Methamphetamine is a growing problem for people in the United States.
Methamphetamine is considered to be a highly addictive central nervous system stimulant. It can be injected, smoked, snorted, or ingested orally. When using meth, a person will feel a short, intense “rush” once the drug has been administered. Some of the immediate effects of meth use are increased activity and decreased appetite. Meth is used to for medical purposes such as the treatment of narcolepsy, attention deficit disorder, and obesity.
The Extent of Use
The National Survey on Drug Use and Health conducted a report that showed approximately 12.6 million Americans 12 or older used meth at least once during they life. That represents 5% of the population. Approximately 3% reported past year use and .1% reported past month use. Although the study shows that there was a decrease in first time use in some years, there is still an average of over 225,000 people experimenting with the drug for the first time each year. The average age for the first time users was approximately 19 years old. Even worse is that 2.5% of middle school and high school students abuse meth on a regular basis.
Health Effects of Methamphetamine Use
The cause of addiction, insomnia, mood disturbances, anxiety, and violent behaviors is long-term methamphetamine abuse. What can also occur are symptoms such as paranoia, hallucinations, and delusions. Many people may have the sensation that bugs are crawling under their skin and therefore pick until they have huge sores on their body.
According to the Office of National Drug Control Policy, there were 113 million emergency room visits in one year. Of those visits, over 1.7 million were drug related and approximately 80,000 were for issues where methamphetamine was involved.
Admissions to treatment for methamphetamine abuse more than double in the last 10 years. Over 135, 000 people are treated for meth addiction each year and this represents 7.5% of treatment admissions as a whole. The average age of the addicted at treatment facilities for meth abuse is 32 years old.
Many people are getting arrested each year for methamphetamine related charges. The National Drug Intelligence Center reports that there are almost 5,000 Federal arrests each year for methamphetamine charges. Approximately 97.5% of the cases involve trafficking of methamphetamine and 1.4% of the cases involved possession charges.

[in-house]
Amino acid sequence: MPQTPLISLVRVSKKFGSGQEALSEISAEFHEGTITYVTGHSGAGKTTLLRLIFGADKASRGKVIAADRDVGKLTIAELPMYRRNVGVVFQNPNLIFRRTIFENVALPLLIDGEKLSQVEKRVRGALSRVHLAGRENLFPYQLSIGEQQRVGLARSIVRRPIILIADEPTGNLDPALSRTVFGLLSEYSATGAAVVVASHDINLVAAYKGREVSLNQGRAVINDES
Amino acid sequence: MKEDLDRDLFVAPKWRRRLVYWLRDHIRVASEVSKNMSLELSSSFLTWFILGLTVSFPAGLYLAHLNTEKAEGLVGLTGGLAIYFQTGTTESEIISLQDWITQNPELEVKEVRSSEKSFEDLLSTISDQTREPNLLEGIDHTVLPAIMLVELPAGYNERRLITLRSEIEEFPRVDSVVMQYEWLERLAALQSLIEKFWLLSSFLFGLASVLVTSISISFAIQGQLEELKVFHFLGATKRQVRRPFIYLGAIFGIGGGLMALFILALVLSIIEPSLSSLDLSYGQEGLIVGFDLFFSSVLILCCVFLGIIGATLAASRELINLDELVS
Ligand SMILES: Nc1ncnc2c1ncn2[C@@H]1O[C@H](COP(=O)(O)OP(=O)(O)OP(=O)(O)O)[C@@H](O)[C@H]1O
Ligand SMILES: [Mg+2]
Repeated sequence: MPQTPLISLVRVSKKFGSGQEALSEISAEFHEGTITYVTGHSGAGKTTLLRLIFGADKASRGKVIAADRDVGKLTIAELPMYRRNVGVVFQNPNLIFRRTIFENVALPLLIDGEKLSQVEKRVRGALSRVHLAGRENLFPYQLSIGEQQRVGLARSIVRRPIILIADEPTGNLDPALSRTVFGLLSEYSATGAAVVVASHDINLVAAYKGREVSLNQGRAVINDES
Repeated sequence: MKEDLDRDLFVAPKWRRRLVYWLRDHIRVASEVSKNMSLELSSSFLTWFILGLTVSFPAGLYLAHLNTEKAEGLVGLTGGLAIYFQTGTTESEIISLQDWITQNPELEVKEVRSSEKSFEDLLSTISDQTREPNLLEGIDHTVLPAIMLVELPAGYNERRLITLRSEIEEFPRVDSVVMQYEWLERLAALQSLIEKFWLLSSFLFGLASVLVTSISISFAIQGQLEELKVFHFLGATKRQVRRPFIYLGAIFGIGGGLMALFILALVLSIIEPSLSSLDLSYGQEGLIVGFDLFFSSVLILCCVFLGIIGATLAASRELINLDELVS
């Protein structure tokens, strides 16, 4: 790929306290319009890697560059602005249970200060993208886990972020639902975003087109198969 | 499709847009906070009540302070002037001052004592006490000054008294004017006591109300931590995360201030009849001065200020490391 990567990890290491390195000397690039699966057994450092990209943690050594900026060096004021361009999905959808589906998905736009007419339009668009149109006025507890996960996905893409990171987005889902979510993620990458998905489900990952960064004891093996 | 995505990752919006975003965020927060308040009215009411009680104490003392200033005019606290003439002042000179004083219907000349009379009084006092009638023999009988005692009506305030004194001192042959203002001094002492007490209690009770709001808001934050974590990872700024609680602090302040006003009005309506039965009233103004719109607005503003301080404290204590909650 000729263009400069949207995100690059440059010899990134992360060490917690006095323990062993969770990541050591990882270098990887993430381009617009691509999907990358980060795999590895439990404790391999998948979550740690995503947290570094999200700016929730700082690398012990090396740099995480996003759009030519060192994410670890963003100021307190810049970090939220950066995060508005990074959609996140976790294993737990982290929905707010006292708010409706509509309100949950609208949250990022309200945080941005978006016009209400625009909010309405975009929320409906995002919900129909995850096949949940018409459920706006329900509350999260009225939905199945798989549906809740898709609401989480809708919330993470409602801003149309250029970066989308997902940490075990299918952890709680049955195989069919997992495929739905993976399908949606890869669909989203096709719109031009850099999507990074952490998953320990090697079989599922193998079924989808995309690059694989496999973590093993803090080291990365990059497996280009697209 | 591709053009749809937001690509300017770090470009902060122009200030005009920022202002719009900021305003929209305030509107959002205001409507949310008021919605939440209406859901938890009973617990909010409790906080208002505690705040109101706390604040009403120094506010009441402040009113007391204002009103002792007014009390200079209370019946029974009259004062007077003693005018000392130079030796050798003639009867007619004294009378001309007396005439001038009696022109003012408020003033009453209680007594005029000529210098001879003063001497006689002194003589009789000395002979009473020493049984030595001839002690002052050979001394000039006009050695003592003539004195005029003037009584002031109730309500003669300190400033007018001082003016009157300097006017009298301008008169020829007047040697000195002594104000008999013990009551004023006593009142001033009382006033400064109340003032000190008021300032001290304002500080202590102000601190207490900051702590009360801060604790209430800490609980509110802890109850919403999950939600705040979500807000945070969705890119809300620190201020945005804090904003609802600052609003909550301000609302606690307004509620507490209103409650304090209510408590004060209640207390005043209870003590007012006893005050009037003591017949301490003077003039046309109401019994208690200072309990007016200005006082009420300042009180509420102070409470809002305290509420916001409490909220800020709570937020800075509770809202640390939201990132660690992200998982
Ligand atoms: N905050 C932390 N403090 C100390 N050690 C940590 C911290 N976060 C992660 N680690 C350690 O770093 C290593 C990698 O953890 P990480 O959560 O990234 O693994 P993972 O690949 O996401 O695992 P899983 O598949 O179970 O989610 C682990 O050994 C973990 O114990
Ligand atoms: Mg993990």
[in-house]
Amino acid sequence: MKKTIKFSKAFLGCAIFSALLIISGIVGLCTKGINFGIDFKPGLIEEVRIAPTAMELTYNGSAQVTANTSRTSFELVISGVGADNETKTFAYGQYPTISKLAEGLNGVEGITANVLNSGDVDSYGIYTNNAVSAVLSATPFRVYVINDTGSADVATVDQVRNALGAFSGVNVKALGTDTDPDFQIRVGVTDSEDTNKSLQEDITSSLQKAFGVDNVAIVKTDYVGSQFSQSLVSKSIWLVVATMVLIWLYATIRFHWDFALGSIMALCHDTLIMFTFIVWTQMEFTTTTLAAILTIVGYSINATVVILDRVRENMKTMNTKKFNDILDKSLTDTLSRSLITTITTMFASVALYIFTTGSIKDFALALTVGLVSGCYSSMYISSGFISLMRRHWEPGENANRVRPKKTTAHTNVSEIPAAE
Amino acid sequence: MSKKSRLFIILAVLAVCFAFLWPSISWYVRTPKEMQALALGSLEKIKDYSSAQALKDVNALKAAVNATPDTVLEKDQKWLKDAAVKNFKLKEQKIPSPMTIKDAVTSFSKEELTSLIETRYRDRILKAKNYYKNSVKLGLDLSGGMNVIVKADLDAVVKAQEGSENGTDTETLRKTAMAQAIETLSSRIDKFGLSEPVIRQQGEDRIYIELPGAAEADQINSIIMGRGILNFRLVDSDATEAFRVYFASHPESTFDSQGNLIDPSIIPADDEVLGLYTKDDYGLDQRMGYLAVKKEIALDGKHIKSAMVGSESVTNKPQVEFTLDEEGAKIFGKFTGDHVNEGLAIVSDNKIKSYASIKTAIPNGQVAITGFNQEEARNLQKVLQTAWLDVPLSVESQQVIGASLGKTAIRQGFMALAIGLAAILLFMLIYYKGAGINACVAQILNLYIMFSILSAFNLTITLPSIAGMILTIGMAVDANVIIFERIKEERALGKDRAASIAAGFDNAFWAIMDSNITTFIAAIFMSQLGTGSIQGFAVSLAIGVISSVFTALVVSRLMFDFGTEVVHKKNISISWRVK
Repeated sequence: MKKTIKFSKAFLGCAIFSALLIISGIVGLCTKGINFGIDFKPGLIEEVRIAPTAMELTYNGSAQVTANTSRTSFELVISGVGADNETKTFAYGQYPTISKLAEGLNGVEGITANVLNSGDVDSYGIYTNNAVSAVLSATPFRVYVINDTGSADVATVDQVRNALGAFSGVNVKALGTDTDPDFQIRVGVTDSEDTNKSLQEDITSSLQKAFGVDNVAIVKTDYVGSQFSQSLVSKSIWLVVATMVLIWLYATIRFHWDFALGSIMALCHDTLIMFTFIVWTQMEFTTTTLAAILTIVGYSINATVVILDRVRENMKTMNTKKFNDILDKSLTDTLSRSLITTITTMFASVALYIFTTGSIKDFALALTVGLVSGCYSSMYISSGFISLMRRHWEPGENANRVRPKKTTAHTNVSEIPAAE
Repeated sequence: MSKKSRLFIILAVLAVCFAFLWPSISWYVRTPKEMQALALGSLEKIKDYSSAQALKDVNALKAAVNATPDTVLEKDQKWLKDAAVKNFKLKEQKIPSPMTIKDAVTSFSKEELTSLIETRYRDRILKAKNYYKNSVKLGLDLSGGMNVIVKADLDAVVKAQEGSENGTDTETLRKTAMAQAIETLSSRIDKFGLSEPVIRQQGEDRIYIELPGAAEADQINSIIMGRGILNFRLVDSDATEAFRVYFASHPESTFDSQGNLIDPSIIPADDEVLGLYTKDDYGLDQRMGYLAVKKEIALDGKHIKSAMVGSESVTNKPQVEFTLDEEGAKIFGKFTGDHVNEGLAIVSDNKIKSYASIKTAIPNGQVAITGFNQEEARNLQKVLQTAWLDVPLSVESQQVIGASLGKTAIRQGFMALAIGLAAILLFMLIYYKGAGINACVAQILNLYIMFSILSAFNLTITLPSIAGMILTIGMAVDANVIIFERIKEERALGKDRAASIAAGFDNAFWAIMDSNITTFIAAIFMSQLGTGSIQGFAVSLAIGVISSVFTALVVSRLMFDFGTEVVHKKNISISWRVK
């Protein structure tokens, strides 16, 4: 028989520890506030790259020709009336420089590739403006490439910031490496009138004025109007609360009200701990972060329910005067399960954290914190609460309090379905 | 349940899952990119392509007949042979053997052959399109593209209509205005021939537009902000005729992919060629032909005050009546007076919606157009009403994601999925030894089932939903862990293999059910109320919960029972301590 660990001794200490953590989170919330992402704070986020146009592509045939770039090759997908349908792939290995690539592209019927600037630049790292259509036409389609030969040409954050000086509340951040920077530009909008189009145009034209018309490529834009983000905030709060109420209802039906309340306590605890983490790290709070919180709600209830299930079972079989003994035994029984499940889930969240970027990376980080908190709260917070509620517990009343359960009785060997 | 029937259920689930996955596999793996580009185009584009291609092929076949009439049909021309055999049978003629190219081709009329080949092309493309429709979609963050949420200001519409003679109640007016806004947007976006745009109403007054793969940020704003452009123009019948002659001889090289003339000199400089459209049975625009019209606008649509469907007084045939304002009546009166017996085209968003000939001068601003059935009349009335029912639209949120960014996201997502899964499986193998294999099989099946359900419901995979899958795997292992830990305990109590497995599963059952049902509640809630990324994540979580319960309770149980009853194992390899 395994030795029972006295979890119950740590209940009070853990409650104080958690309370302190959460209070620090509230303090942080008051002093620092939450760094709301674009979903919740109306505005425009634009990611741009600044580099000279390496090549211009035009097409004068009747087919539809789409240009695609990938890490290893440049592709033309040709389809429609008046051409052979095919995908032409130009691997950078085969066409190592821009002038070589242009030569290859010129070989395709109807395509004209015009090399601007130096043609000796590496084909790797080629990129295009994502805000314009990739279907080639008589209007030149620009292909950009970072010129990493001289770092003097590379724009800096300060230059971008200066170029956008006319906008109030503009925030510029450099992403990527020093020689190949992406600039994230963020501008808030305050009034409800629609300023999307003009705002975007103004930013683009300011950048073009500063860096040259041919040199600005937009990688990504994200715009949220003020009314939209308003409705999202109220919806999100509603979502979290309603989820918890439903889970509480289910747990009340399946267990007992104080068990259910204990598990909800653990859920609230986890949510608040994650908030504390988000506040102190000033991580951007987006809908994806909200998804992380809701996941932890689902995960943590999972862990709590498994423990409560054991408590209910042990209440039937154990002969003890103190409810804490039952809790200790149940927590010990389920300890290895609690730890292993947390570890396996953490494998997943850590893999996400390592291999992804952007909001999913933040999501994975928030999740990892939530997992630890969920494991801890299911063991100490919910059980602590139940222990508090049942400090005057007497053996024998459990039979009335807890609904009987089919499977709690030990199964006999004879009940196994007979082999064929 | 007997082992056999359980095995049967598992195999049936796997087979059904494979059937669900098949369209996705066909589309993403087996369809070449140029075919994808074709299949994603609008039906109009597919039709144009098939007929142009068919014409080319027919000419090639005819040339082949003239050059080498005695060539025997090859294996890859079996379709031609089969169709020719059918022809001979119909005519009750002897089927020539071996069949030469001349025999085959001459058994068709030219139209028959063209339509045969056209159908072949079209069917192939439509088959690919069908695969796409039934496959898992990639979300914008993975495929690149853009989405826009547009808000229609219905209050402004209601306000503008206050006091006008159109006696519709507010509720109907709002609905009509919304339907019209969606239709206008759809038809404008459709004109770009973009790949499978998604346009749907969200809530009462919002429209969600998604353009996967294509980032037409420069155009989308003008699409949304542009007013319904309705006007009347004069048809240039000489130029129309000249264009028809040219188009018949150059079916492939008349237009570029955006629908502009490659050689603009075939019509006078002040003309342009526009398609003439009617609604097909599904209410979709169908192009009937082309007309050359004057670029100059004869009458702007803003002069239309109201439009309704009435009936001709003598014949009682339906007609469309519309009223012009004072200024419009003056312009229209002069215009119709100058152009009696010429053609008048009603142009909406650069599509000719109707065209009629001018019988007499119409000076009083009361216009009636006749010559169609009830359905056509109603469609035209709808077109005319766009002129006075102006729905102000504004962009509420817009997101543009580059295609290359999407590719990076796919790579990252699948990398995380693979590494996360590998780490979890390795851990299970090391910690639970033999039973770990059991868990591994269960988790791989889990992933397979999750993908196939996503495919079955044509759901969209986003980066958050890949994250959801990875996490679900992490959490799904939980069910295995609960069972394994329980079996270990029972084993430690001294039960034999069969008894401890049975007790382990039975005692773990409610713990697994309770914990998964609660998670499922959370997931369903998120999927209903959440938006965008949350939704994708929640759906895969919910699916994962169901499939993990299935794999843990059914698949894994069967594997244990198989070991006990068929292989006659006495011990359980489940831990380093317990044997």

Different Stages of Methamphetamine Use
There are seven basic stages of methamphetamine use. Here we will take a look at these stages.
The Rush: The initial response that the abuser feels when they have smoked or injected the meth. During this rush, the addict’s heartbeat races and their metabolism, pulse and blood pressure soar. This methamphetamine rush can last up to 30 minutes at a time.
The High: Sometimes called “The Shoulder”, this rush is followed by a high. During this time, the abuser can often feel aggressively smarted and may become argumentative. They will often interrupt other people and even finish other’s sentences. These delusional effects can result in the person becoming focused on an insignificant item. For example, they may clean the same window for several hours. This high can last on average for 4-16 hours.
The Binge: This is referred to as the uncontrolled use of a drug or alcohol. This refers to the user’s urge to maintain the high by infecting or smoking more of the methamphetamine. During this binge, a person becomes hyperactive both physically and mentally. Every time that the user injects or smokes the meth, they experience a smaller and smaller rush until, finally, there is no rush or high at all. The binge can last from 3-15 days.
Tweaking: A condition reached at the end of a drug binge when meth no longer provides a rush or a high for the user. This is when the user is most dangerous. At this point they are no longer able to relieve the horrible feelings of emptiness and craving. The abuser has lost all sense of identity. Itching is common in the stage and many people become convince that there are bugs crawling under their skin. They are unable to sleep for days at a time and the abuser is often in a completely psychotic state. He exists in his own little world, and may see and hear things that no one can. The potential for self-mutilation is very high at this stage.
The Crash: This is when the body shuts down and is unable to cope with the drug effects that are overwhelming it. This is the reason for so many to sleep for such long periods. We have seen the meanest and the most violent abusers become totally lifeless during this stage. The crash can last from one to three days.
Meth Hangover: Once the crash is over, the user returns to a deteriorated state. They are starved, dehydrated, and exhausted physically, mentally, and emotionally. This stage leads to enforced addiction as the “solution” to these horrible feelings is to take more of the drug. This stage can last for 2-14 days.
Withdrawal: First a person becomes depressed, loses their energy, and the ability to experience pleasure. Then a very intense craving for meth will hit and sometimes the person will become suicidal because of this. Meth withdrawal is severely painful and most abusers revert. This is why 93% of those in traditional treatment return to abusing meth.
How to get Help
Meth addiction does not have to be a lifelong battle. If you are ready to stop the fight, call Narconon today at 800-468-6933 to find out how we can help you get your life back.
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